The Courier News from Blytheville, Arkansas on September 26, 1932 · Page 6
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The Courier News from Blytheville, Arkansas · Page 6

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Blytheville, Arkansas
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Monday, September 26, 1932
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Page 6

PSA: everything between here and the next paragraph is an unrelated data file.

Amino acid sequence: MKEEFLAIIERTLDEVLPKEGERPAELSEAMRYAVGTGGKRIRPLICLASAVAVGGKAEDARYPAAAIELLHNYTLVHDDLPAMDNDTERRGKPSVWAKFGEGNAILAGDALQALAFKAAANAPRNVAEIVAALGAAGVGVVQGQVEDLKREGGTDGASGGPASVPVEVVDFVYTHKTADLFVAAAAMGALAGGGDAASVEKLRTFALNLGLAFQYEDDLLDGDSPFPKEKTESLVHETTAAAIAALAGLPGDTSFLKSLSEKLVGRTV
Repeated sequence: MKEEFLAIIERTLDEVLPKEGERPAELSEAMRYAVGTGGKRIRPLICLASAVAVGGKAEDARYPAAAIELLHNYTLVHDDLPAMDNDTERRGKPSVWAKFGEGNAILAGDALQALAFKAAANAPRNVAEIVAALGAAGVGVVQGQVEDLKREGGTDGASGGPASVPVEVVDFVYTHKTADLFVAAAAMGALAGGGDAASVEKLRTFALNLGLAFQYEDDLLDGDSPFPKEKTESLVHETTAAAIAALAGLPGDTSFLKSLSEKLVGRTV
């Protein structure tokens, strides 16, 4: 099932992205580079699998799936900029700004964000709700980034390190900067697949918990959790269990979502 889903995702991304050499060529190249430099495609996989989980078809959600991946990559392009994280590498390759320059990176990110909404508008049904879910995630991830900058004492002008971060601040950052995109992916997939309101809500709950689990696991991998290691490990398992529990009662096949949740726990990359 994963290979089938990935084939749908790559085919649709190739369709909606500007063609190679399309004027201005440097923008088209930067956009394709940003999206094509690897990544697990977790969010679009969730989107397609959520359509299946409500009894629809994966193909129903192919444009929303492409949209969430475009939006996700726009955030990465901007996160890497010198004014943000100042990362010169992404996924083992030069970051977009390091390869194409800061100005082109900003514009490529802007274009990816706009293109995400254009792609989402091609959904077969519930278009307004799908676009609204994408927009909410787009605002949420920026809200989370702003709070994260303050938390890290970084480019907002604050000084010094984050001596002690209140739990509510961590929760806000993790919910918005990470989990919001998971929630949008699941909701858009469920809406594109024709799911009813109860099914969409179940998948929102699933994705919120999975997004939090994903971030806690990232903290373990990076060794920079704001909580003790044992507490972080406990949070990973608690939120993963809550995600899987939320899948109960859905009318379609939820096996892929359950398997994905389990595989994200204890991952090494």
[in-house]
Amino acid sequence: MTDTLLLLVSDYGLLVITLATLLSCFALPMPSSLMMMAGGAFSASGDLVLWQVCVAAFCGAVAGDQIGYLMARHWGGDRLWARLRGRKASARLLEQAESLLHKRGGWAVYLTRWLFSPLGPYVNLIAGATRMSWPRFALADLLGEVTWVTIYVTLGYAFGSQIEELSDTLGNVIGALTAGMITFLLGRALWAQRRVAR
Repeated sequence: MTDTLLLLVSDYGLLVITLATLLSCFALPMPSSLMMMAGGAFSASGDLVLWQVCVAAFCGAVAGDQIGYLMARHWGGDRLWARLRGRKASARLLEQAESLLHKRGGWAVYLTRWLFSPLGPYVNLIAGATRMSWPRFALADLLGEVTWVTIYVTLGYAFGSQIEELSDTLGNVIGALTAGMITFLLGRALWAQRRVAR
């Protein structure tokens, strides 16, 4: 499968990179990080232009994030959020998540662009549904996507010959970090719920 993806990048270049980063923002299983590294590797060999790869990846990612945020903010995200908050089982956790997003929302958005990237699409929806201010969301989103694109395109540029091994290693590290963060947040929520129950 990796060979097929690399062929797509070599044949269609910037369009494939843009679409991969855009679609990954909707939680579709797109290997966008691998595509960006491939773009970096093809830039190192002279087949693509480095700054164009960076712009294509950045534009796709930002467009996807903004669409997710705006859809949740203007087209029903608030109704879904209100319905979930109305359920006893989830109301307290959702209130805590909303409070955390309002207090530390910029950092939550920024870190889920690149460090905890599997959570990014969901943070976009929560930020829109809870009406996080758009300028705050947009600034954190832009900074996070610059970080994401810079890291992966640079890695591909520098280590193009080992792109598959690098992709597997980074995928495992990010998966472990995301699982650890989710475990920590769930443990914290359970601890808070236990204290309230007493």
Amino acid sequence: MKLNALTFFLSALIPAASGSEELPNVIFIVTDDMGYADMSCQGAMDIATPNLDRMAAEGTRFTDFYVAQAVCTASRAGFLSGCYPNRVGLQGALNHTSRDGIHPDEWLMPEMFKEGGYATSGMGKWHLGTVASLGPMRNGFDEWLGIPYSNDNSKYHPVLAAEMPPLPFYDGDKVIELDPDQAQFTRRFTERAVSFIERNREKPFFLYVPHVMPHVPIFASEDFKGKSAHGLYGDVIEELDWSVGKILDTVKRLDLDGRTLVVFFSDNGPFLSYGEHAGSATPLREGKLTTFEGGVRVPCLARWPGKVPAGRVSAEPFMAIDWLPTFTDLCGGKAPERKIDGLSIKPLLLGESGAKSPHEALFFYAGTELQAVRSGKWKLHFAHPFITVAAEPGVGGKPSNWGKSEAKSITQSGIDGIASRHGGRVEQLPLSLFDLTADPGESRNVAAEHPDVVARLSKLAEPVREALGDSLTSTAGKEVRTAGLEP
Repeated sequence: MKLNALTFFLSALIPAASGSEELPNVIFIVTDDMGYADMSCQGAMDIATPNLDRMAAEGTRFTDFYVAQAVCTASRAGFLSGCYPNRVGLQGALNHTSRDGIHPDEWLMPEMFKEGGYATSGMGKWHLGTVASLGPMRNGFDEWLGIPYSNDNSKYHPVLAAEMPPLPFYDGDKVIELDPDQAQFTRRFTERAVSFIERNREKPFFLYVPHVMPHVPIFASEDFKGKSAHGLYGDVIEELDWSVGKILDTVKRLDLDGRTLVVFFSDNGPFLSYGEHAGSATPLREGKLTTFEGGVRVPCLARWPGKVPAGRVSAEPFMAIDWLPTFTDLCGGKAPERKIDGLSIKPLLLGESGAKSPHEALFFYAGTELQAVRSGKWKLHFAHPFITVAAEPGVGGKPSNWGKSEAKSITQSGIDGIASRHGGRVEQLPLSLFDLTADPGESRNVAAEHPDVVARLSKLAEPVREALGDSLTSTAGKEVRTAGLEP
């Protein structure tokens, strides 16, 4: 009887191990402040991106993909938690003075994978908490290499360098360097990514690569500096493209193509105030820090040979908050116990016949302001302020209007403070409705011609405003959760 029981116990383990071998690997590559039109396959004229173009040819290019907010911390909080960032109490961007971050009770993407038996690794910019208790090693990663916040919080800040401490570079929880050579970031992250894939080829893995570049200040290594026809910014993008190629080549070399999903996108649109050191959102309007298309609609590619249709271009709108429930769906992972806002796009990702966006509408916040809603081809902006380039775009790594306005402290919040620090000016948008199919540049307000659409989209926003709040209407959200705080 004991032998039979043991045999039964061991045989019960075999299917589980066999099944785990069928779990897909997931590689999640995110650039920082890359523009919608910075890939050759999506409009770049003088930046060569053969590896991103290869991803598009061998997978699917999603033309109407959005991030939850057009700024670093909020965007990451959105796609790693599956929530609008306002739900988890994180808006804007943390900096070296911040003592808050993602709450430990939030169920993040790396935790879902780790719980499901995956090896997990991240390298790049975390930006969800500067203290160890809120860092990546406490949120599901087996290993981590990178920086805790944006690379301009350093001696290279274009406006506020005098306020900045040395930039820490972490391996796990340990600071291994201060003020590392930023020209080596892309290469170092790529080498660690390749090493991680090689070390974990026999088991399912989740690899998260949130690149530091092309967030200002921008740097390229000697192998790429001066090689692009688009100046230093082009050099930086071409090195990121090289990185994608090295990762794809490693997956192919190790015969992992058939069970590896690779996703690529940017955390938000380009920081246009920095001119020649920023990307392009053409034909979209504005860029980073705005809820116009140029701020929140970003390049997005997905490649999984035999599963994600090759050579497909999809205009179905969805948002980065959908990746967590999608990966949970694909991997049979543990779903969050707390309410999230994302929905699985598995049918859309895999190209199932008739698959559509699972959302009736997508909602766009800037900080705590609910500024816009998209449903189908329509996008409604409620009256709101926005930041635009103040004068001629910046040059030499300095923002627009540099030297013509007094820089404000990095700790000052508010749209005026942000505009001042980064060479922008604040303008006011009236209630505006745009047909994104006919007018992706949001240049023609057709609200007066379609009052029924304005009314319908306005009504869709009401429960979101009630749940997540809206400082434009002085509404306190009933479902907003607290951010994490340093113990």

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PAGE SIX NEW GRID RULES Sutherland Explains R e- strichons on Use of the Hands, Other Changes. By DR. J. B. 'JOCK' SliTHF.KI.AM) Football C'cach, University of Pittsburgh (Copyright, 1932, SEA Service, Inc. One of the most gratifying .step tnken In n foatball way last yea was the effort of the Iiuercolleglai Rules Committee to eliminate liny, ards thai gradually mid Insidious ly have inarifd the name of n ^rca outdoor sport. Tl-.s u.ime itsell niv Ihe abuses of the gnmc were L? corning confused, and the game wa Ihe sufferer. 'Hie committee acted wisely I adopting more stringent rules gov erning l!ie use ot hands by dcfen five linemen. However, iherc Is one change on ly in the rule governing t^e us of hands. Up lo 19M 11 wns lega for a limn to strike his op^niion with the pntms of his hands o! the head, neck or Ir.ce. in 1031 i was legal for him to do so if l;i. arms were moving with Ills body as part of (he charge. Tlie I'm riik-b have it that It Is Illegal to do so wlielhter tho lineman Is clinrgim; standing still, or moving b.ickwa The difficulty anticipated bj many who are close to I lie game is that a defensive lineman while legally trying to open up his opponent by strlkiiig'liim on the body will, due to an unexpected move of the opponent, strike him on the head. If tills happens, no official cnn possibly know the intent ana can only penalize for actual occurrence. It Is no secret that defensive linemen could ami did deal out considerable punishment with their hands on the heads of oppaslns linemen. Tne purpose of the rule Is lo put an end to such a practice. An official cnn enforce the rules so as : to prevent punishment, without necessarily handicapping Hi? defense. A strict enactment of an "illegal use of the hands rule," it 1ms been thought, would handicap tire defense too greatly and add (o the poifer of the offense. But the Issuance of trie new "dead ball rule" will check the offense sufficiently so as to offset the other insofar ns any disturbance In the present balance of offense and defense Is concerned. The dead ball rule llteivlse is another attempt on the part of the rules committee to eliminate some of the hazards that were nollca- ably prevalent last fal]. Under the provisions the ball bc- carnes dead nulomntlenlly when any portion of the player in possession of'It, except hands or feet, touches the ground. In the past a player partly tackled or thrown to the ground could regain his footing and continue to advance. Such an attempt on the part of the ball carrier was conducive to "piling up." The flying block and flying tackle, far more spcclacular than effective, under the n:w interpretation have also been altered lor (he sake, of safety. Many players leaving their fiet in an effort to contact an opponent have fallsn to the ground with arms, neaj or neck unprepared for the shock of the fall. Tr.e. result has been numerous unnecessary broken bones, sprains, and in some cases serious head Injuries. Minor changes in the kickoir rule, however, will not take mvay any of the thrill tr.at is present, In that initial play of the game. The neiv rule provides that five men remain within five yards of (heir restraining line until the ball has been kicked. This provision has been clearly designed to prevent the receiving tcanr from forming mass interference, commonly called the wedge Play. In lire latter a defensive man was compelled, by the very nature of the formation, to hurl his body Into the protective V in an effort to stop the ball carrier. Wr.en executed properly it was most effective, but the safely of the players involved far outweighs any spectacular qualities It mav have possessed. In the final analysis the success ol the ne'w rules will greatly depend upon the officials. The committee, so far 'as is possible bj ARK.1 -COURIER NEWS "The Ox" Leads the League HOW THEY STAND American Ix>a(rue (How They Finished) W. L. PC i New York 107 -n 69 Philadelphia 94 59 .01 Washington 93 61 .GO Cleveland 37 65 .51 Detroit 76 75 .50 St. Louis 63 91 A Chicago 49 102 .y Boston 43 111 .2 National League (Hew Thty Finished) W. U. PC Chicago 90 64 .5 Pittsburgh M C8 j Brooklyn 81 13 A: Philadelphia 73 76 .51 77 77 .H ...^j 7J 82 it li;;;i W N' $ •lltle Mnrty McManus, who wns nmile maim^er ot the Boston Kcil xix in Ihe middle of Ihe icason. hius one lili; tliliif lo lie thankful or. or ralhcr a Wg person, shown ubove. With a lull end club i the American League, Marty has (lie league's lenillmj slusycr i Dnle Alexnndcr. glnm n, b i biiacmnn. "Thi; Ox" Is so lns|ilrccl y his lend Ural his fielding, mid. of nil tilings, his sjH-cd, Is pick- in up. Above Is u recent, action picture nf il:e MB Imy. shnwlng Is ixjwcrful bullil. He llnished with an average cf .367. ihvcc yolius ftbove Jiuiiuy Foxx. FOOTBALL 1 SKETCHESffi During the last four years more :id more • teams have ncknowl- dgcd (he value of the spinner, his type of offensive play olfcrs combination of power niul de- \>I)lLon an<l a change of pace. • Success of the play dnimuls upon rong reverse plays.-If Ihe slren- h of Iho reverses Is not ilroiijj lough to force tlio opjxjncnt to lift his defense In nn effort to op them, Ihe spin plays cannot oi» io gain. Spin plays arc usually n uiodifl- •illon of reverse. Diaurnm No. 1 lows .1 revciTe from the Warner Ing back formation with an un- •xlanccd line. The ball is passed the fullback v.ho turns uncV asses to the right wlngbuck who as swung around behind him. The les allow one man lo be in moon before the ball is passed. Diagram No. 2 shows (lit same rmatlon made efTecllvc. by etn- oyin» the spinner. Instead of ng the ball to the right wiiij;- \ck who lias swung nrouud. the llback. spins, completely around id goes through the line where :\ olc has been made by Ihe lelt I ,. x y x xx oo®oc5oo PIA&.-U . REVERSE SPINNE.Q OIA&.2 wingbac's. Hie end nml tackle. The \vingback to whom Ihe ball is faked bends low. with an imaginary tall tucked In his nuns. (Copyright. 1032, NBA Service, Inc.) ere rules, has endeavored (o iminatc unnecessary hazards, b;il ithln the jintallctloir of ihe oni- al lies the power of a stricl -:n- irccmenl. which arc built around last backs. The Indians' incomplete schedule for the xiMson follows: Sept. 30—Crnwfordsvilte, here. Oct. 7—Li.xora. there. Oct. 15—Harrisbiirg, here. Oct. 21—Paragouid, there. Ocl. 27— iTluirsday) Luxova, here Nov. H—Wilson, here. Nov. 11—Open. Nov. 18—Shawnee, )io.-c. Nov. 25—Open. jame With Crawfordsville May Open Season; Fin- chcr Is Coach. OSCEOLA. Ark.—Depending on heir speed and aerial attack to ombnt tlie much heavier Crnw- ordsvlll; high school team, the Oseola Indian eleven has arranged i tentative game with I3ie Cr.-nv- ordsvlllc team to open their sea- ion here on September 30. Tlie Indian squad of 19 is exceedingly light with only four letter men back Ironi last year, according to Coach Allen Finclicr, and t will take some time to round on', a smooth team ho says. The Hue, where at least five new men must be Inserted to replace those lost by graduation, presents a problem, but up to date in the practice scrimmages Gsrald Henson. Arthur Brickey anc! Billie Snctson liavo shown good promise as end players, Wathen I'rc-.viu- and Sam Edrlngton at tackles, Carl Walker, Ned Aycrs, Terry Turner and Russell CMles at guards. Ma- ricn Wright and Richard Cromer at center. Coach Finchcr says there is no worry for the backfield as three stellar performers from last year's team have returned. They ar? Capt. Howcll Nicholson at lull and Allan Eegravcs at quarter with Billie Nicholson in reserve. Most of the pnsl week. Ihe coach saldj w»» ii«rt (<i f*rfrr' '-•"•• HOME THEATRE Last Time Today — "Stalus AUoniey" with John Uan-y- niorc. Tuesday. Wednesday ;md Thursdiw Adm—Matinee and Night 10 and 25c ' Clrrlaln alurr.nl of Michigan, I-ciinsjlvanla. Iowa, Nebraska, Noithux'Sl'n'ii and a few othei n>u- joi 1 uniu'i.sltie:; must have graved a .sigh tho otlu-r day upon reading In [lie sp-jrls |;aaus |)as- •>agea tomtlhing like this: "Oianje t-iirricil Ibr bill cicht lima-i fcr Ilir IJi.irv, saining !'l \atils, Mcrinjf l\vt, louclnli:ui.s anU IhiuuiiiK a IKISS fur aiifjlhi-r." Tl«' old GnllK|iiii|> Gliost sllll can yel around on thai gridiron. '1 «'i.'iity-!ilii2 yeai-s eld now, ;ui(t :i iitlli: hit di/lcircnt from Hit. yoiini; man who wondi-icd if IIL v.ould h: ablu (o mala: the freshman lootljall tc-am al Illinois ahoul 'JiU time 11 yeaih a:jo. Cellar Clubs Boat New Champs; Foxx Fails io Match Ruth's Record. MAJOR LEAGUES— Chicago Cubs, champ:ons of l!i" American and National league-, closed their seasons yesterday !.", losing to collar i?:(ins in eath league. The Yankees were beaten by tto 1 Hasten Hc-d Sox 8 lo 3 at Hosl(,:i. Dusty RV.odfs and Paul Andrcv. -. lornier Yankee hurlers, l:cl<! I!','New ycrkors in check while tlu:r mules (jot lo Allen and Tlpgras Jo: 1 11 hits. Tlie Yiuiks physd with a patched Infield. Dale Alexander $«: two hits on', ol four tlmos a{'L-U ! ,, ... lo finish the American league cam-1 '""' ; ' y '' " l ' l: °" l:l11 '' Il5 ' (r palcn ll:rce points :ii;ead of Jljmuv I ..'' hc ''"'-head from Wlicaton, Fflxx. the Philadelphia .slugger, (a imolflcial averages. NaU Heat .Marks The Athletics loM a 2 to 1 d?r> fclun to the Wasliingtrn ScnnUas allhoiigh Jimmy Foxx illil !)i5 p-m with a 1'omer and llirec hits rar. of three trips lo the plale. Fold's circuit. $11135)1 .sent Ills tal.il to 53 lint livo short of Ruth's record n! CO homers. Al Crowcier. SMialor aiv. held the Macks to -Jx hits In ivln- nliiB his Mth garni' cf tin: season. Cain was the losing Philadelphia linrlcr. The Cleveland Indians won froai Ihu Chicago While Sox G to •! .ami (led tl:c .second gnme 5 lo 5. Wteu- garner was the winning pitcher <.'. the nrsl panic and Gregory the lo.-,- er. Walsh (and ffudlin met In th3 tie game. The Detroit Tigers defeated'in; St. fxiiils Browns 5 lo 4 al IMroit. Wyalt relieved Hogsett lo turn tin- winning g am e for IMrdil. stewa:-: was tli(> Itiniy Brownie hurbr. D.V.- uk and Walker hit hoaiers. The Chicago Cubs finished bv- fore u-r- home fans, losing to t'i» Cincinnati lieds. Tlic «core was ,i (o 3. Frcy lie-Id the Cubs to 13 scattered blows. The Rods got lo four Cub hurlers for but 10 hits. TI'vv massed their hits at lh? cxpcii-- of Pat Mnlone In the sjxth Innta 'or (heir five runs. llcau Wins No. 18 The New York Giants divider! two Raines witli the I'iilllics al Nc\v Vorfc. The oianls won the Jlrsl 5 to 3 behind the hurlimr of Hubb-m but lost the second G to 3 with oM Plin.t ithem turning them back- rile score of His second game was 5 to 3. Mallon and Lee hit houiirs In the tlr.st contest. Tlie Boston Brnvcs walloped the Brooklyn Dodgers in the season's final nt Brooklj-n. The score was 13 to 7. Zaehnry relieved Brown to hold the Dodtjers in hand after 4>lnpp had hit H honiGr with the bases full hi the second Inning 'Moore also hit for the circuit 'Tne Sl.T/nds Cards. 1031 clumps closed their season in sixth p'ace They beat Ihc Pirates In (lie *ec- ond game yesterday 7 lo 4 after losing the first 7 to 1. Harris turnrxi the Cards back In the first game. Di7/.y Deai, hurled for the i>ar<ls i» Hie second and won; the route, earning hi., i sth v | c , f the season. Dugas BO! two homers and I-Yisch one. 111., is one of the liaimler cx- :iiii|j!f.s of the overdur.u saying, "Once a fcctUill player always n fo..iball iiluyer." He Ls one of the few who lias made pro football pay. Jim Thci|:c Is the nn- hapm't-r example. Old Jim hasn't a dime. * • • C'.ra!if;c always played fcr money, llatl; ill the ilay.s \vhen hc wns a liijili stlitjtjl buy, his father re- mui.rr.iU'd him for eat-h tijucli- dnwn In the uniuunl nf 25 ccnls. Itcil r-.roljably- ahcays will rcnipmber earning $1.5fl in a game bttwceri Wlualcn and Dcwnvr's Grove hieli schools. Hc also probjlly ran miumlxr prftty well pliying for SI2.03C, his sliare ill tlio receipts in Ills lirsl pro gajiir, :il Oilcaso, inly kiitns how much lie lias rarr.nl In actual iilai-. for time s not the pay he received upon tlie foolbali ncld lliat really counted In bis case, lied matle his fortune from the fitielliie velvet—such as $300.000 inoung picture coutracUs mid a few Ihotisands thrown in here und (here for indorsing soap, fountain pensi wasliins; machines, and so His Greatest dame That old Number 77 Hashed up and doivn the gridiron so many limes that it is hard to say which game of Grange's was his greatest, He has provided thou- BRUSHING UP SPORTS • MONDAY, _-SEETEMlER-.--'gg By" Laufcr lASA CffAf VH^ESSIO^I., ' (ED i&z ffos wo ori r\ HOJ.ES A •f I- Ot-f~l\\ ^.TTr-Ll ^-Hk.— ' / 53-YW3}, A *>-VARi> AMD 113-YARp B sands of pcop!'.' with Hie greatest ™tL>a!l they C-VIT saw. Maybe it was his game ngninst Michigan. The t:o!nt tliere is that Michigan v.'ns .'all set to stop him. lliuois formations had been stud«d carefully by Yost and his us- ociates, and e\i'ry precaution had been (aken lo lliraw angry bodies nto his pfithv-.iy. • • * H »-as a' iiobli- gesture un the larl of Mlcbt;;-.ii to sail the npen- nj kicbolT kcrphink into tlie of. Grange hiniwlf. The Ghost responded wilb a 95-yard run down tlie field, eliding in a touch- Before the hubbub had subsid- ed, Orange had reeled off another 70-yard run. The customers weren't all sealed before he had gone scooting down ihe field for yel another and Yost Ifad swallowed his cigar. ? • * Four runs, from 45 yards to D3 jards, for four touchdowns, In the finl 10 minutes of pUiyl • » • Th- Others Several yoimg men ran iuter- ]fcrence for liim that day. among them Jim McMillen. Wallic Mne- llwain nnri Ear) Britton. Most of thr,se names ha\e dropped out ot Iho picture. Jim McMillen is still I hustling about the coiinlry, \vrest- ' ling, and from (his occupation seems to be earning a pretty good j living. Grange himself says (lie reason he was so good against Michigan Ihat day was that Michigan was very poor. He's modest thai way. Large Variety of Canned Fruit Wins First Prize INK, Ark. (UP)—At a recent demonstration of farm work, Mrs. Sampson Harris was awarded first prize \vith her display of 07 varieties of canned fruits, vegetables and other products.' rncicienlally, that's 10 more than the well known national cannin" Read Courier r-nvs Want Ads. COOLEST SPOT IN TOWN RITZ THEATER Lust Time To<];iy—"Lovn Me Toniglil" with Mannco Chov- cv anil Jennettc AIcDon;\ld. Tuesday and Wednesday Adm.—il.ilinee—10 and 25c Niijlil—lO ami 30c Sco stand up and cheer BROY/H CULVER with Tom Brown News and Comcdv Does a BLINDFOLD KEEP YOU from OBTAINING the THINGS YOU W/VNT? PHONE 306 OUR AD-TAKER WILL HELP YOU \/ OU'RE reading this part of the paper .... but have you failed to read another section? A section where wants are stated and merchandise exchanged al t h e lowest possible cost. It's the want-ad scctioi where the "seller" can find a ready market for anything from second hand furniture to hundred-acre arms. And the "buyer" who is looking for real bargains, whether they be in apartments for rent or machinery for sale, can find the; thing wanted at the price that can be paid. THE COURIER NEWS WANT ADS